As someone who has struggled with body image issues my whole life, nothing makes me happier than the fact that plus-size modeling is such an important part of the modeling industry today. In fact, plus-size modeling is actually the fastest growing sector of the modeling industry. Never before has there been such acceptance, support and high demand for fuller figures, and it is a beautiful thing.
This means that if you are a more voluptuous and curvy individual like me and you know how to work those said-curves, the world of modeling is open to you, and you can find a lot of success. No more being limited by body fat ratios or long skinny legs. It’s ok to have boobs and asses and hips. After all, it’s way more realistic.
I know the vast majority of us all used to look at the models in magazines and ad campaigns and wish with an ache in our hearts that we were as skinny or as beautiful as those girls. I still catch myself doing it sometimes. Then I remember our culture today is trying to redefine beauty, and just because I am not tall and thin it doesn’t mean I am not enough. Now, I walk through stores and see more models who look like me, and I think about the fact that we have the women who never let anyone in the modeling industry tell them no to thank for that.
Whether you call it plus-size, full-figured, extended-size or large-size modeling, the market for curvy models is incredibly diverse. Plus-size models can be found on runways, in catalogs, in magazine editorials, in commercial advertisements and in print campaigns for some of the world’s biggest brands and designers. There’s even a need for plus size fit and showroom models!
Ashley Graham, of course, is the most well-known for championing the body positive movement. Just this year, Graham made her debut in Vogue Italia in a series of unretouched photos and broke barriers as the first plus model to appear in Sports Illustrated. The 30-year-old is vocal both about her own journey to self-acceptance as well as why the fashion industry must serve plus women. Now, in 2018, no norm is the new norm in terms of body image. Media has absolutely changed in the last few years with television, films, books and advertising all offering a greater diversity of body types.
The average body type in America is a size 16 around the waist, but Victoria Secret Angels are expected to have size 2 bodies. This explains why the majority of us feel inadequate when we see ads featuring super thin models — but that’s not to say that those models are not beautiful as well. The rise of plus-size modeling is not an either or scenario; it’s merely a way to bring acceptance and attention to all body types and to recognize that we all are different shapes and sizes, and as long as you are healthy, then you should never be made to feel that you are ugly because of the type of body you have.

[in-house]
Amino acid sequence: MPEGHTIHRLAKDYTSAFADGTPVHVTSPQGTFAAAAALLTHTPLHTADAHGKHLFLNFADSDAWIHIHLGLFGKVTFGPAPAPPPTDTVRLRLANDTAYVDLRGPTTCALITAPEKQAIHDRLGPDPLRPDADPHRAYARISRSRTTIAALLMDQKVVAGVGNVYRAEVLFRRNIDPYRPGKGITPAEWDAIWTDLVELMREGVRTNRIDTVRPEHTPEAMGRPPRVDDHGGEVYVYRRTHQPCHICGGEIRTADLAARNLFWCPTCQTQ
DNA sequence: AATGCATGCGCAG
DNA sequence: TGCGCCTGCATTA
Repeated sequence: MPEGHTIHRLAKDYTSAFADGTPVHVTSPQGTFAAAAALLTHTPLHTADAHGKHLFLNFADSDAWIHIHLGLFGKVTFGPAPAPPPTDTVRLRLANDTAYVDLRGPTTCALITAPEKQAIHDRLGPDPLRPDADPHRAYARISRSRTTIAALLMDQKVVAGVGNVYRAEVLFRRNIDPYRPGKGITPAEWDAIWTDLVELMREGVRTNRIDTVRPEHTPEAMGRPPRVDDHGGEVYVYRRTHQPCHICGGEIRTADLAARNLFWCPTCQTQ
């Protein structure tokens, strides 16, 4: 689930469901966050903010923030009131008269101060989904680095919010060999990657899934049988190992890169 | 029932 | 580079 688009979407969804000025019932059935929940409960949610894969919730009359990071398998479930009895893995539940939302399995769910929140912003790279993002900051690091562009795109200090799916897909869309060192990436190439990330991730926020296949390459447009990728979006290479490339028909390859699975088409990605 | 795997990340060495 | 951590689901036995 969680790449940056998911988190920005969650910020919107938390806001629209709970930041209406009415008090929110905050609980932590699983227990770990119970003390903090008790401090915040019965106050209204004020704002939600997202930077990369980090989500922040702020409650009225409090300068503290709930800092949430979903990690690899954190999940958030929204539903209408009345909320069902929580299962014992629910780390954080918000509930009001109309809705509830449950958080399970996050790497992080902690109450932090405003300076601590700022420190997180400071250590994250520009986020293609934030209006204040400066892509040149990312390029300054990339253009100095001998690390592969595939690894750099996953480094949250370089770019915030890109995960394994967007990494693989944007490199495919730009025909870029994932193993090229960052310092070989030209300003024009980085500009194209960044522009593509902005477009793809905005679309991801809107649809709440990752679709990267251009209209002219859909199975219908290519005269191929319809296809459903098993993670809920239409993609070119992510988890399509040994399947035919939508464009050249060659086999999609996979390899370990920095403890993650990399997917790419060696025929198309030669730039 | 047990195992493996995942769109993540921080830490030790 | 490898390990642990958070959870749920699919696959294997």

I’m looking forward to the future generations who will grow up seeing plus-size models everywhere. They won’t feel like their bodies are inferior anymore and they will have a better chance at having that self-confidence that is necessary to become a successful model. We are making the future of modeling brighter for our children.
Fashion brands have started reaching out to plus-size models, and stores are expanding their plus-size sections. However, visibility still may not be enough. There’s still a lot of work to be done. For one, the term plus-size is just a way to categorize a body type that is not universally accepted. Once we remove this term, have modeling be called modeling and see all kinds of body types, then we have truly achieved acceptance.
Psychologists have proven that weight-based bias, or prejudice against people of heavier weight, can begin as early as age 3. The fashion industry’s active inclusion of diverse body shapes, from size 4 to size 14 to size 24, can help reverse the damaging effects of this body-discrimination. But the fashion industry, clothing stores and model agencies still have a long way to go.
There are companies that are embracing plus-size models such as MiLK, a new modeling agency that has hired multiple plus-size women as influencers. They proclaim that “no two models should be alike.”
What can we do to change the industry? Keep modeling. Encourage one another, be accepting and always go after your goals even when people tell you no. Beauty goes beyond looks. Beauty lies in our expressions, our small details that are uniquely us and the way we carry ourselves in the face of body discrimination. So never change your body for someone else because they tell you that you should look a certain way. Instead, only change it if you want to do that for yourself. Because true confidence and happiness can only come from within. The day size stops to matter, is forgotten and not acknowledged is the day that we have beat negative body image. Let’s get there together.